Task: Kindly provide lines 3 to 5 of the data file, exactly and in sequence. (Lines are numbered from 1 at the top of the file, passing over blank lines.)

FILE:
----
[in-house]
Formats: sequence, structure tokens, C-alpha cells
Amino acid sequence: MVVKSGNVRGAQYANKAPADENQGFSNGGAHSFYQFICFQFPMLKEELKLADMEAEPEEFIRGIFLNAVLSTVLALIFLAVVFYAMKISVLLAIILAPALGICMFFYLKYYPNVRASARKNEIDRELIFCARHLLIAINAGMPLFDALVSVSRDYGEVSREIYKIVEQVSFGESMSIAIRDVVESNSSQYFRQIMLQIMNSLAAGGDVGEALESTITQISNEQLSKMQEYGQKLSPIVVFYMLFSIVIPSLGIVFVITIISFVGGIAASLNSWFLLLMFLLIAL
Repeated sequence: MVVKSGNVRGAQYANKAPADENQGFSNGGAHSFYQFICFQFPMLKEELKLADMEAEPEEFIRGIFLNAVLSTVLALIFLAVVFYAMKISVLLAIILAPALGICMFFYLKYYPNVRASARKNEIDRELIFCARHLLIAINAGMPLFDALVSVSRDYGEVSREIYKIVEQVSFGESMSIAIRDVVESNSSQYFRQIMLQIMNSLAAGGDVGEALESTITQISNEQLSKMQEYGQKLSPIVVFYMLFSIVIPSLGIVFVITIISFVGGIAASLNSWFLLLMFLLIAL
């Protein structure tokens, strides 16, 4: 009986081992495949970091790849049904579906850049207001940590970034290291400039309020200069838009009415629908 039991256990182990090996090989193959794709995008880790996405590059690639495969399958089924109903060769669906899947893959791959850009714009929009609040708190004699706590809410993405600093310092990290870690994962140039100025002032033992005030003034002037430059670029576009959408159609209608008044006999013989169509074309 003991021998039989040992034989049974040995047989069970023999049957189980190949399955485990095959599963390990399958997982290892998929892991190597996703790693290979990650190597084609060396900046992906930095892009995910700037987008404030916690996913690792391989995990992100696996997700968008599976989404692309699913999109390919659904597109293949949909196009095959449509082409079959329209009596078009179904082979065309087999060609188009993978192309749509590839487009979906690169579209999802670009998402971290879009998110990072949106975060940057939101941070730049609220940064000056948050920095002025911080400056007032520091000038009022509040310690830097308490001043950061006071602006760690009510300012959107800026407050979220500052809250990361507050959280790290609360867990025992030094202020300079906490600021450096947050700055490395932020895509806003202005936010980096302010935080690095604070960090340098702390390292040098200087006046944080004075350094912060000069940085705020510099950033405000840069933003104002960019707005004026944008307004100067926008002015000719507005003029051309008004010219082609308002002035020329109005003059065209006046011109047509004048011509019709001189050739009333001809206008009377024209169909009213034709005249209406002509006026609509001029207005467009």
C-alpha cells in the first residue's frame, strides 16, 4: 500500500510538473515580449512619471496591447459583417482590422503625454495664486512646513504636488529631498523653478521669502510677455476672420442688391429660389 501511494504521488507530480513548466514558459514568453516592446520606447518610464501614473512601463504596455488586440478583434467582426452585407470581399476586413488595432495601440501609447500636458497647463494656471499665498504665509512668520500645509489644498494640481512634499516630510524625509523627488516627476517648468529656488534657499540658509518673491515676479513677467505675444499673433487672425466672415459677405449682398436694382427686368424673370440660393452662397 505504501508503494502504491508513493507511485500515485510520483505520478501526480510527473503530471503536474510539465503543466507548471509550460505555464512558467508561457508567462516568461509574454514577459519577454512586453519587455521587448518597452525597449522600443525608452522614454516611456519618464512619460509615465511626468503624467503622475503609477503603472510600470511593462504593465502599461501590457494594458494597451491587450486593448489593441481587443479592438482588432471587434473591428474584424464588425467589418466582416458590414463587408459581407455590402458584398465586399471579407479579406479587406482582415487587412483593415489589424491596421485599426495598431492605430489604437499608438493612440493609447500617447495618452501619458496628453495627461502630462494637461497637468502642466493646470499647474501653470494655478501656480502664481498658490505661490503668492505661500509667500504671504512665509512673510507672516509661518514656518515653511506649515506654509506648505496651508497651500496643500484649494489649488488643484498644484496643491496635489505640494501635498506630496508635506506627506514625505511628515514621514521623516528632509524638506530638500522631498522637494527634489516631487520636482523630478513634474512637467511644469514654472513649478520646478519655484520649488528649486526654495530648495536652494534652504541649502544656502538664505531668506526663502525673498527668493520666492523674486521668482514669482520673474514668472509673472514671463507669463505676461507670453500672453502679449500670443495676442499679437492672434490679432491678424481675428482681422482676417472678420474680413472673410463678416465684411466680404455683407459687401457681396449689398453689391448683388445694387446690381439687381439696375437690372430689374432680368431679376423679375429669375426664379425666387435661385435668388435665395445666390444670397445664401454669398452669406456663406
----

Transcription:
Amino acid sequence: MVVKSGNVRGAQYANKAPADENQGFSNGGAHSFYQFICFQFPMLKEELKLADMEAEPEEFIRGIFLNAVLSTVLALIFLAVVFYAMKISVLLAIILAPALGICMFFYLKYYPNVRASARKNEIDRELIFCARHLLIAINAGMPLFDALVSVSRDYGEVSREIYKIVEQVSFGESMSIAIRDVVESNSSQYFRQIMLQIMNSLAAGGDVGEALESTITQISNEQLSKMQEYGQKLSPIVVFYMLFSIVIPSLGIVFVITIISFVGGIAASLNSWFLLLMFLLIAL
Repeated sequence: MVVKSGNVRGAQYANKAPADENQGFSNGGAHSFYQFICFQFPMLKEELKLADMEAEPEEFIRGIFLNAVLSTVLALIFLAVVFYAMKISVLLAIILAPALGICMFFYLKYYPNVRASARKNEIDRELIFCARHLLIAINAGMPLFDALVSVSRDYGEVSREIYKIVEQVSFGESMSIAIRDVVESNSSQYFRQIMLQIMNSLAAGGDVGEALESTITQISNEQLSKMQEYGQKLSPIVVFYMLFSIVIPSLGIVFVITIISFVGGIAASLNSWFLLLMFLLIAL
């Protein structure tokens, strides 16, 4: 009986081992495949970091790849049904579906850049207001940590970034290291400039309020200069838009009415629908 039991256990182990090996090989193959794709995008880790996405590059690639495969399958089924109903060769669906899947893959791959850009714009929009609040708190004699706590809410993405600093310092990290870690994962140039100025002032033992005030003034002037430059670029576009959408159609209608008044006999013989169509074309 003991021998039989040992034989049974040995047989069970023999049957189980190949399955485990095959599963390990399958997982290892998929892991190597996703790693290979990650190597084609060396900046992906930095892009995910700037987008404030916690996913690792391989995990992100696996997700968008599976989404692309699913999109390919659904597109293949949909196009095959449509082409079959329209009596078009179904082979065309087999060609188009993978192309749509590839487009979906690169579209999802670009998402971290879009998110990072949106975060940057939101941070730049609220940064000056948050920095002025911080400056007032520091000038009022509040310690830097308490001043950061006071602006760690009510300012959107800026407050979220500052809250990361507050959280790290609360867990025992030094202020300079906490600021450096947050700055490395932020895509806003202005936010980096302010935080690095604070960090340098702390390292040098200087006046944080004075350094912060000069940085705020510099950033405000840069933003104002960019707005004026944008307004100067926008002015000719507005003029051309008004010219082609308002002035020329109005003059065209006046011109047509004048011509019709001189050739009333001809206008009377024209169909009213034709005249209406002509006026609509001029207005467009």